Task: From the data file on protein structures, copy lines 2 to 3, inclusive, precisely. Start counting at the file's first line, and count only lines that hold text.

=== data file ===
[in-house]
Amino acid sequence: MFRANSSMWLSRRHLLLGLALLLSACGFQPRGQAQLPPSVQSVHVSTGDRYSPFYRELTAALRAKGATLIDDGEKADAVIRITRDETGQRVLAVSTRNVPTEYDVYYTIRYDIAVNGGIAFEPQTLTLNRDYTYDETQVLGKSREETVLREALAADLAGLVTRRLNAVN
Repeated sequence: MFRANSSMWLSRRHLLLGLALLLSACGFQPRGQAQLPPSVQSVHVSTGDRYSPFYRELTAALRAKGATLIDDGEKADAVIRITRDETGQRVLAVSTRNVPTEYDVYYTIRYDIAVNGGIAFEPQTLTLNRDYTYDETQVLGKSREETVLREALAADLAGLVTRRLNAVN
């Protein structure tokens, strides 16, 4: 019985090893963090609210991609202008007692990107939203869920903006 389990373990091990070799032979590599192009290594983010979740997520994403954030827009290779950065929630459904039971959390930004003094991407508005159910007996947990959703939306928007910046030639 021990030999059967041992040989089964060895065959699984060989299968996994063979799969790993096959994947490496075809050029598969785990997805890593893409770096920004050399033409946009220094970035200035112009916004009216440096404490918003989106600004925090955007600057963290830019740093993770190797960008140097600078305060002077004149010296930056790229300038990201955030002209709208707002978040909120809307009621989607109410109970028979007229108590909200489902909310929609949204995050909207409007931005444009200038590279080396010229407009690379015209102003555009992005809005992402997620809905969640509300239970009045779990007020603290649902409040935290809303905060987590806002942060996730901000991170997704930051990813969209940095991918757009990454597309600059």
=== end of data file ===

Amino acid sequence: MFRANSSMWLSRRHLLLGLALLLSACGFQPRGQAQLPPSVQSVHVSTGDRYSPFYRELTAALRAKGATLIDDGEKADAVIRITRDETGQRVLAVSTRNVPTEYDVYYTIRYDIAVNGGIAFEPQTLTLNRDYTYDETQVLGKSREETVLREALAADLAGLVTRRLNAVN
Repeated sequence: MFRANSSMWLSRRHLLLGLALLLSACGFQPRGQAQLPPSVQSVHVSTGDRYSPFYRELTAALRAKGATLIDDGEKADAVIRITRDETGQRVLAVSTRNVPTEYDVYYTIRYDIAVNGGIAFEPQTLTLNRDYTYDETQVLGKSREETVLREALAADLAGLVTRRLNAVN